I teach 4th grade general education. I have read several of your articles the last few days because I have a growing frustration regarding guided reading. I believe a lot of your ideas about what does not work are correct, but I don't understand what you believe we SHOULD be doing. I am confused about how to give students difficult text books to read without reading it to them. I thought I was doing what I was supposed to be doing. I do not know how to scaffold science or social studies text for students that are 2 years behind without reading it to them. I also feel pressure in these subjects to read it to them because I thought it was more important for them to understand the information thoroughly by reading the text aloud, having thoughtful discussions, and follow up activities. Every time I think I know what I should be doing, I read another article and realize that I am doing that wrong too. So, please give me guidance on how to best teach nonfiction and fiction text to my class whole group. What strategies and types of activities are the best?
I feel your pain. What would it look like to scaffold a fourth-grade lesson from a social studies book with children reading at what formerly we would have referred to as a second-grade level? I think there are a number of possibilities.
First, I would “level” (pun intended) with the kids. That is, I would not try to hide from them that I was going to ask them to read a book that we would in the past have said was too hard for them. The point here is motivation. People like a challenge and kids are people. When you ask them to take on something really hard, let them in on the secret so they know to be proud of themselves when they meet the challenge.
Second, and here I have to be a bit experimental, trying some choices that might turn out not to work—or, more likely, that turn out to be not as efficient as some of the other choices. My first attempt would be to read the chapter we were going to work with, trying to identify anything that might trip the kids up: specific ideas that I thought were especially complicated or subtle or abstract, key background information that they might not know yet, essential vocabulary, sentences that might confuse, cohesive links among the words that could be hard to track, organizational structure that might require highlighting, and so on. Basically, what makes this text hard to comprehend? With that information, I would now make a decision: is the difficulty something to be prevented or monitored?
Sometimes, I will think that a problem is so big that I must get out in front of it. If there is something that you are certain the kids can’t figure out that might discourage them or that wouldn’t be worth the time, then by all means intervene early. If I think the key to understanding this page is a particular vocabulary word, I very well might explain that word before having the kids attempt the page. But often, I would rather have the students give it a try; there is nothing wrong with trying something and failing the first time. I can monitor their success with questions aimed at revealing whether they got that point or not, and I can follow up with assistance. So, if the students don't connect a particular concept and process appropriately because of a confusing cohesive link (like not recognizing that “it” referred to the planentary ring and not gravity), I will get the kids involved in trying to connect the various references throughout the text.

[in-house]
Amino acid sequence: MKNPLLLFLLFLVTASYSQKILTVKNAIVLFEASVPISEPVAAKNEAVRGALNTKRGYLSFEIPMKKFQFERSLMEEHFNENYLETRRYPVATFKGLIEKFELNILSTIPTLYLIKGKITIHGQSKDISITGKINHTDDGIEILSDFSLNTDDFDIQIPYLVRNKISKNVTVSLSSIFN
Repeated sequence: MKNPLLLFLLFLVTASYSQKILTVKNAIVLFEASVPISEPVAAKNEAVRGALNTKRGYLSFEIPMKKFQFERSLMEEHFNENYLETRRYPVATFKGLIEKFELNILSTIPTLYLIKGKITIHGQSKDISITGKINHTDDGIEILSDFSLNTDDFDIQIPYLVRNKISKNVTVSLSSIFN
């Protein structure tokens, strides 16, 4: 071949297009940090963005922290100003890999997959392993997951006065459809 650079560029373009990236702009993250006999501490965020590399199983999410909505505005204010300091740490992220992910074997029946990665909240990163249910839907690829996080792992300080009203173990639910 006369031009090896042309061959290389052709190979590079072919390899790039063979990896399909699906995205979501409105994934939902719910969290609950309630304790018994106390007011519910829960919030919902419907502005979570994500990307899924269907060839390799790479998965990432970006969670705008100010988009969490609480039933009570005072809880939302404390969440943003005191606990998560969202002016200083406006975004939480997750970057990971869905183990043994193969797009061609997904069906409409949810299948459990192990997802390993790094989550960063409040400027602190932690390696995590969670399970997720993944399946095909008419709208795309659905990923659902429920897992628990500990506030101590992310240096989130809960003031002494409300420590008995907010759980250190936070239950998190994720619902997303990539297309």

Third, the scaffolding described above will likely require some rereading—either of the whole chapter (fourth grade science and social studies chapters are surprisingly short, so rereading the entire chapter is usually not that big a deal). Thus, they try to read it; I question them and help them work through the problems; and then they reread it (perhaps more than once), to see if they can figure it out the second or third time.
Fourth, let’s say I have tried that and the process has been really slow and labored or the kids are being tripped up, not by the ideas, but by their struggle to recognize and read the words. If this is the case, before I even get to the reading and scaffolding and rereading described above, I would have the students do fluency work. For example, I would have the students mumble read the text (or a part of the text) at their desks. Or, I would partner them up and have them engage in paired reading, taking turns reading one page aloud to their partner, and then listening and helping as the partner tries the next page. That kind of oral reading practice with repetition can be a big help in raising the students’ ability to work with that text. Once they have read it like that once or twice, you’d be surprised at how much better they can read it for comprehension. Thus, they would then be ready for step two above. As I said, you have to be experimental—trying out different combinations and orders of fluency work, reading, scaffolding, and rereading.
This can be painstaking. But, in the end, the students will have read the material that formerly you would have protected them from. They will have both the science or social studies knowledge, but it will have come about because of their own interactions with the text, rather than because you read it to them or told them what it said. By engaging in such efforts (and this is a real effort—it involves a lot of teacher planning, modeling, explaining, etc.), the students become better able to handle harder text than they could at the start. Over time they build the strength to handle more challenging language with less teacher guidance.
Tuesday, October 16, 2012
Here is the link to my presentation on scaffolding challenging text. Hope it is useful.